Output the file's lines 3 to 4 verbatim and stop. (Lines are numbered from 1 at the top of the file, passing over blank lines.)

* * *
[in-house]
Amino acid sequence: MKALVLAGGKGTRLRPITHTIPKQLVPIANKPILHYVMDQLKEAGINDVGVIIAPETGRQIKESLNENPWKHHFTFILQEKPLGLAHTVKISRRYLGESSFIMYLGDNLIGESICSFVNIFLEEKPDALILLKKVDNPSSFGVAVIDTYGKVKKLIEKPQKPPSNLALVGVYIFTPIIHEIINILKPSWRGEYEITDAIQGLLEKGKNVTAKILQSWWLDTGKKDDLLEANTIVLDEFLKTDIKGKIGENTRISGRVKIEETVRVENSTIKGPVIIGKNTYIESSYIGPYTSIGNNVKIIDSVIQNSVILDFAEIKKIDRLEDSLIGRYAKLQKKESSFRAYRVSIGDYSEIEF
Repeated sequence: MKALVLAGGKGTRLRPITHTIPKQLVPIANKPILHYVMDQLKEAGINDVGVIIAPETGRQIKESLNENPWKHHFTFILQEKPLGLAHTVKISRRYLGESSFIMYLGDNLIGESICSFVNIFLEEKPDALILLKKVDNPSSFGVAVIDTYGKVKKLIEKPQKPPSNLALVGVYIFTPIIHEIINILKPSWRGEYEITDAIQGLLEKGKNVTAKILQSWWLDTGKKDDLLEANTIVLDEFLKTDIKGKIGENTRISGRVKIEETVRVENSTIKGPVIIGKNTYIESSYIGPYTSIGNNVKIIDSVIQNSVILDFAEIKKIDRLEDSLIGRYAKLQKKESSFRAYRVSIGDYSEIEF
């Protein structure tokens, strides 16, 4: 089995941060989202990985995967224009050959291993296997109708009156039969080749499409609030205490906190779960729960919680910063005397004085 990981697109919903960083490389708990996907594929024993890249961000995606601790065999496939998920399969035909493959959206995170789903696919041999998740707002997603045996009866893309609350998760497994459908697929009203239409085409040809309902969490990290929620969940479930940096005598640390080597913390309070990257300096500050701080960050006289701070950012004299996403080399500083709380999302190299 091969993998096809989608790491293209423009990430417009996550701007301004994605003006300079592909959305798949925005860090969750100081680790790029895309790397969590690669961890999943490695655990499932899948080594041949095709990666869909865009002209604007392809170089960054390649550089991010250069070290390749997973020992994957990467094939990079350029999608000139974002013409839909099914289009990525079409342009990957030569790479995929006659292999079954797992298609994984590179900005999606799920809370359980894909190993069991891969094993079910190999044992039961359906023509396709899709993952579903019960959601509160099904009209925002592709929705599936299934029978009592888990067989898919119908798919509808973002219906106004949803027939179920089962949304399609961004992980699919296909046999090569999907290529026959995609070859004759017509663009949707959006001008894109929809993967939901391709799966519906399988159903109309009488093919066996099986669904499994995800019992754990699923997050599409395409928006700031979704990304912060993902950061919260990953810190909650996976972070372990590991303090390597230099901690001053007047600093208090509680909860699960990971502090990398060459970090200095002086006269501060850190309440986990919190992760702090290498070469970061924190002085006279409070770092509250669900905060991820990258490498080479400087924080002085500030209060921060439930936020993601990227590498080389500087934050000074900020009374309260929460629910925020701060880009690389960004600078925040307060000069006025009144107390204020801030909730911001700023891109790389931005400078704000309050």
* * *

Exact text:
Repeated sequence: MKALVLAGGKGTRLRPITHTIPKQLVPIANKPILHYVMDQLKEAGINDVGVIIAPETGRQIKESLNENPWKHHFTFILQEKPLGLAHTVKISRRYLGESSFIMYLGDNLIGESICSFVNIFLEEKPDALILLKKVDNPSSFGVAVIDTYGKVKKLIEKPQKPPSNLALVGVYIFTPIIHEIINILKPSWRGEYEITDAIQGLLEKGKNVTAKILQSWWLDTGKKDDLLEANTIVLDEFLKTDIKGKIGENTRISGRVKIEETVRVENSTIKGPVIIGKNTYIESSYIGPYTSIGNNVKIIDSVIQNSVILDFAEIKKIDRLEDSLIGRYAKLQKKESSFRAYRVSIGDYSEIEF
């Protein structure tokens, strides 16, 4: 089995941060989202990985995967224009050959291993296997109708009156039969080749499409609030205490906190779960729960919680910063005397004085 990981697109919903960083490389708990996907594929024993890249961000995606601790065999496939998920399969035909493959959206995170789903696919041999998740707002997603045996009866893309609350998760497994459908697929009203239409085409040809309902969490990290929620969940479930940096005598640390080597913390309070990257300096500050701080960050006289701070950012004299996403080399500083709380999302190299 091969993998096809989608790491293209423009990430417009996550701007301004994605003006300079592909959305798949925005860090969750100081680790790029895309790397969590690669961890999943490695655990499932899948080594041949095709990666869909865009002209604007392809170089960054390649550089991010250069070290390749997973020992994957990467094939990079350029999608000139974002013409839909099914289009990525079409342009990957030569790479995929006659292999079954797992298609994984590179900005999606799920809370359980894909190993069991891969094993079910190999044992039961359906023509396709899709993952579903019960959601509160099904009209925002592709929705599936299934029978009592888990067989898919119908798919509808973002219906106004949803027939179920089962949304399609961004992980699919296909046999090569999907290529026959995609070859004759017509663009949707959006001008894109929809993967939901391709799966519906399988159903109309009488093919066996099986669904499994995800019992754990699923997050599409395409928006700031979704990304912060993902950061919260990953810190909650996976972070372990590991303090390597230099901690001053007047600093208090509680909860699960990971502090990398060459970090200095002086006269501060850190309440986990919190992760702090290498070469970061924190002085006279409070770092509250669900905060991820990258490498080479400087924080002085500030209060921060439930936020993601990227590498080389500087934050000074900020009374309260929460629910925020701060880009690389960004600078925040307060000069006025009144107390204020801030909730911001700023891109790389931005400078704000309050």